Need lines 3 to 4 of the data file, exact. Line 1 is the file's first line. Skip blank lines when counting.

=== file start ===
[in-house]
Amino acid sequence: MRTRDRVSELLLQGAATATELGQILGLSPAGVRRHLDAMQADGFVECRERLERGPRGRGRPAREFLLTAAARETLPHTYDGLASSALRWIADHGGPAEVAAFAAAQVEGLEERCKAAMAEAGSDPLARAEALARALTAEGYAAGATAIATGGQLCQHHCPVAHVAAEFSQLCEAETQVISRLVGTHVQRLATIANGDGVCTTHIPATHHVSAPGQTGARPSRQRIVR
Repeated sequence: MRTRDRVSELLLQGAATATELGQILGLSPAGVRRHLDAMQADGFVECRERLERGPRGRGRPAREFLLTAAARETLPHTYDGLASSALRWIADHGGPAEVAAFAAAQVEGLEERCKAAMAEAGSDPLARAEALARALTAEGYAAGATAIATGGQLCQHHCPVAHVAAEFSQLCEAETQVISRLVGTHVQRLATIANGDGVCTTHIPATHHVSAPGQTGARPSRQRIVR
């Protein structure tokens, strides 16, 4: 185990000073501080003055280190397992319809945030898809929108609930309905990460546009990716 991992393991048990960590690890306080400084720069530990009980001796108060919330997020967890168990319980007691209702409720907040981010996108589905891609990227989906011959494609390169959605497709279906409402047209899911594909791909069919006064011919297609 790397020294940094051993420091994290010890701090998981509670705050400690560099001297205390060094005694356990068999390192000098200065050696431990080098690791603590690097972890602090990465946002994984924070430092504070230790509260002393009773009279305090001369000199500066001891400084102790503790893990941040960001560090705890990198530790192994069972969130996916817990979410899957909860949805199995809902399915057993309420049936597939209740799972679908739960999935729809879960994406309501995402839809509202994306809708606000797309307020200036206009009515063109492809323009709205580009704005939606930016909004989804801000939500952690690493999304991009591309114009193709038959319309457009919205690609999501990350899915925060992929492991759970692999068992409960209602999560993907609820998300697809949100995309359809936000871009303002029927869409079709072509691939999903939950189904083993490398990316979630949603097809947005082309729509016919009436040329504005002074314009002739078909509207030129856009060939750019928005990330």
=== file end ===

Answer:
Repeated sequence: MRTRDRVSELLLQGAATATELGQILGLSPAGVRRHLDAMQADGFVECRERLERGPRGRGRPAREFLLTAAARETLPHTYDGLASSALRWIADHGGPAEVAAFAAAQVEGLEERCKAAMAEAGSDPLARAEALARALTAEGYAAGATAIATGGQLCQHHCPVAHVAAEFSQLCEAETQVISRLVGTHVQRLATIANGDGVCTTHIPATHHVSAPGQTGARPSRQRIVR
């Protein structure tokens, strides 16, 4: 185990000073501080003055280190397992319809945030898809929108609930309905990460546009990716 991992393991048990960590690890306080400084720069530990009980001796108060919330997020967890168990319980007691209702409720907040981010996108589905891609990227989906011959494609390169959605497709279906409402047209899911594909791909069919006064011919297609 790397020294940094051993420091994290010890701090998981509670705050400690560099001297205390060094005694356990068999390192000098200065050696431990080098690791603590690097972890602090990465946002994984924070430092504070230790509260002393009773009279305090001369000199500066001891400084102790503790893990941040960001560090705890990198530790192994069972969130996916817990979410899957909860949805199995809902399915057993309420049936597939209740799972679908739960999935729809879960994406309501995402839809509202994306809708606000797309307020200036206009009515063109492809323009709205580009704005939606930016909004989804801000939500952690690493999304991009591309114009193709038959319309457009919205690609999501990350899915925060992929492991759970692999068992409960209602999560993907609820998300697809949100995309359809936000871009303002029927869409079709072509691939999903939950189904083993490398990316979630949603097809947005082309729509016919009436040329504005002074314009002739078909509207030129856009060939750019928005990330």